ParaNorman, opening today, is one of the most thematically tight movies I've ever seen. Pretty much everything in the movie relates back, one way or another, to the central theme of being a misfit in a judgmental, self-involved world. The story of a boy who can see and hear ghosts, ParaNorman has a huge heart and an unerring eye for character.
Anybody who's ever experienced feeling like a weirdo or an outcast will get a pretty big kick out of ParaNorman.
The studio behind ParaNorman struck gold with Coraline, but don't expect this film to be in the same mold. If anything, ParaNorman is much more of a conventional comedy, with supernatural elements thrown in. It's a very gentle, good-natured movie, with just a hint of darkness at its core, and a hefty dose of silliness in the mix.
Minor spoilers ahead... (Like, if you've seen the trailer, you're probably fine.)
ParaNorman is about a kid who can interact with ghosts, including the ghost of his grandmother who hangs out on the sofa in his living room. He's a happy, well-adjusted kid — except that people give him shit for talking to apparitions that nobody else can see, and he gets bullied at school. And that's before his crazy uncle turns up and starts telling him about his duty to prevent a zombie nightmare. And also before Norman starts seeing weird visions of Hell on Earth. Soon enough, Norman is forced to step up and save his town from a supernatural nightmare — and the unsympathetic, conformist townspeople are one of the main obstacles in his path.
You've seen this sort of story tons of times before — in which the strange outsider is the one who turns out to be able to save everyone else, because of the awesome power that comes from seeing things differently. ParaNorman does a great job of taking that well-worn theme and breathing new life into it, both by making Norman a pretty unique, lovable character and by introducing a lot of subplots and sidelines that intersect with the main story in a way that adds a lot of layers. I walked out of ParaNorman feeling like I'd seen a new spin on the "outcast savior" trope.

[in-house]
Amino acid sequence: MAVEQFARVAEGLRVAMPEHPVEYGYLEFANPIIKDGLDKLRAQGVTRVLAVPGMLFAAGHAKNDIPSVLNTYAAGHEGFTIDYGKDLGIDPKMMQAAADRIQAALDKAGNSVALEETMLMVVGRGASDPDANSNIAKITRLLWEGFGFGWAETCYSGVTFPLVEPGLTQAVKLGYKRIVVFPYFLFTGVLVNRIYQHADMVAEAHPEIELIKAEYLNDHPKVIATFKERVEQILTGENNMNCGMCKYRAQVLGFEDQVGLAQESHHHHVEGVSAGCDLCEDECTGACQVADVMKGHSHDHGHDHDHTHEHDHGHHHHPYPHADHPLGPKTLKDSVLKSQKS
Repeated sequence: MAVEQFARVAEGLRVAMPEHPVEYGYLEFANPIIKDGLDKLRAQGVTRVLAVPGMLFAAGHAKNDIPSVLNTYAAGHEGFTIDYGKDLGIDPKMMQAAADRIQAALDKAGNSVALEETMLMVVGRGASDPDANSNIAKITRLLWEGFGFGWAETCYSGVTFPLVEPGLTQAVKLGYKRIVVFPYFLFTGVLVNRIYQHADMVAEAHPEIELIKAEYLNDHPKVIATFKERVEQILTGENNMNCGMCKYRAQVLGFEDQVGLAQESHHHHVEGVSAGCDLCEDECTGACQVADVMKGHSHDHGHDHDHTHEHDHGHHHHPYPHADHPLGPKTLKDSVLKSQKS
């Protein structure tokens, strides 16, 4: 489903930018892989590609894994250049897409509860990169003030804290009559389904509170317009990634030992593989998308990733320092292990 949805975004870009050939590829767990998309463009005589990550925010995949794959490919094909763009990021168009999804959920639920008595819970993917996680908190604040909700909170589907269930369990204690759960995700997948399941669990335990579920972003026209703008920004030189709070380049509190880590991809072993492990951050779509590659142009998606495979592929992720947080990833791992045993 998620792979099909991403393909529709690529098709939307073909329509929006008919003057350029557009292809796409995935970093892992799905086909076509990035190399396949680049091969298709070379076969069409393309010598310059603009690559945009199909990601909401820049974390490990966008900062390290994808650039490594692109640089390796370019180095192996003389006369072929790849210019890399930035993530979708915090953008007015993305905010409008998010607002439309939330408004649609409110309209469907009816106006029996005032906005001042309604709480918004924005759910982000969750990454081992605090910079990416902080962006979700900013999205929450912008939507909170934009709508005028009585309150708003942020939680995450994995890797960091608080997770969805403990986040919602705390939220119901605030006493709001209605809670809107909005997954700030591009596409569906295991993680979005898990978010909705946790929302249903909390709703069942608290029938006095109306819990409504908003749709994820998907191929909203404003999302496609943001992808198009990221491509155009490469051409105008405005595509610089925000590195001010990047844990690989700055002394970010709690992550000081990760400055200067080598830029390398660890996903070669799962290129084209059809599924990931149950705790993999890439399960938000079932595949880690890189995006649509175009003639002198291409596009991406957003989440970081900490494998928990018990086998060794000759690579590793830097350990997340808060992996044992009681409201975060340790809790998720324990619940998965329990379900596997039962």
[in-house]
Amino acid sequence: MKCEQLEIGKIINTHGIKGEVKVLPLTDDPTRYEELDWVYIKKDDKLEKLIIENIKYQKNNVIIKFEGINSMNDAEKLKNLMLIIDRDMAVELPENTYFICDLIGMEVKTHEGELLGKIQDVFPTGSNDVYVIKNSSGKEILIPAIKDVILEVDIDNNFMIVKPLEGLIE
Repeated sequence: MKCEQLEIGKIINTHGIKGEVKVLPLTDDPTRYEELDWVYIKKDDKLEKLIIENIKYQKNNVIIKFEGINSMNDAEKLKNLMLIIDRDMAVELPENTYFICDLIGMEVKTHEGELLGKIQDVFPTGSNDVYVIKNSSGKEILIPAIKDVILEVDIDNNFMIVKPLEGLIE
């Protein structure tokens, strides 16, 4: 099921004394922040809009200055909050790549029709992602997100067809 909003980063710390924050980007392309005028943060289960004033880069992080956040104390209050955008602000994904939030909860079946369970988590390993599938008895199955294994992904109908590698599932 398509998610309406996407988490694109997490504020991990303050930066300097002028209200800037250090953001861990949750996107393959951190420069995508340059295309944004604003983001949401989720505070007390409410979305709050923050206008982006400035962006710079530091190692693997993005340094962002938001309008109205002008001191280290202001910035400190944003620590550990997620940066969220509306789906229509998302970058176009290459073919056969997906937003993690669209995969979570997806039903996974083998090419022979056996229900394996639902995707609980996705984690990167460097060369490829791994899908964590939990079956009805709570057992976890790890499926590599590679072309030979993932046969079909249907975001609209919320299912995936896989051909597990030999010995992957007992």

The first two thirds of the movie feel like a solidly likable coming-of-age comedy — and then in the final third it really starts to feel more profound and emotional. I can't go into much more detail without getting spoilery, but the ending feels powerful enough, and well-thought-out enough, that it makes everything that's come before seem a lot cooler and more amazing than it seemed at the time. A good ending can really redeem and reshape a story, and that's very much the case here — everything else is solid, but the ending is great.
Norman's town has lived with a huge supernatural legacy for hundreds of years, and somewhere along the way this past has become a local legend, to be turned into crappy school pageants and tourist-trap theatrics. A major thread running through ParaNorman is the notion that the mindless conformity that oppresses Norman goes hand in hand with a lazy mythologizing of the past. We tell fake stories about our history to support a worldview that crushes people's individuality in the present.
And this film reminded me of My Bodyguard and other classic comedies about a kid who doesn't fit in and gets mistreated for it. The great strength of ParaNorman was the way that it makes you feel his oppression without ever going too far or becoming too brutal or intense. It's very much a kid-friendly movie with a lot of sweetness, but you'll recognize your own terrible high school experiences writ large.
ParaNorman is one movie where the attention to detail really shows through. Of all the stop-motion films I've seen lately, this is the one where the "sets" seemed the most like real places, and the characters seemed to be the most at home in their environment. There are tons of little touches that add to the reality of the movie's world, or create extra little bits of humor. Despite a lot of silliness throughout the film, it never loses the reality of the setting, or lets go of the sense of place.
The comedy ranges from sort of broad caricature to weird physical comedy to small character-driven humor, and the shifts feel pretty effortless. There are a few laugh-out-loud sequences in the film, like one where a guy is trying to get a candy bar out of a stubborn vending machine while zombies are advancing on him.
ParaNorman is a seriously sweet movie, with a lot of compassion for all its characters, even the annoying ones. As a take on the ostracized hero, this film feels downright powerful at times. And it's a great film to take your friends (and your kids) to, because it's such a great celebration of the astounding power of weirdos.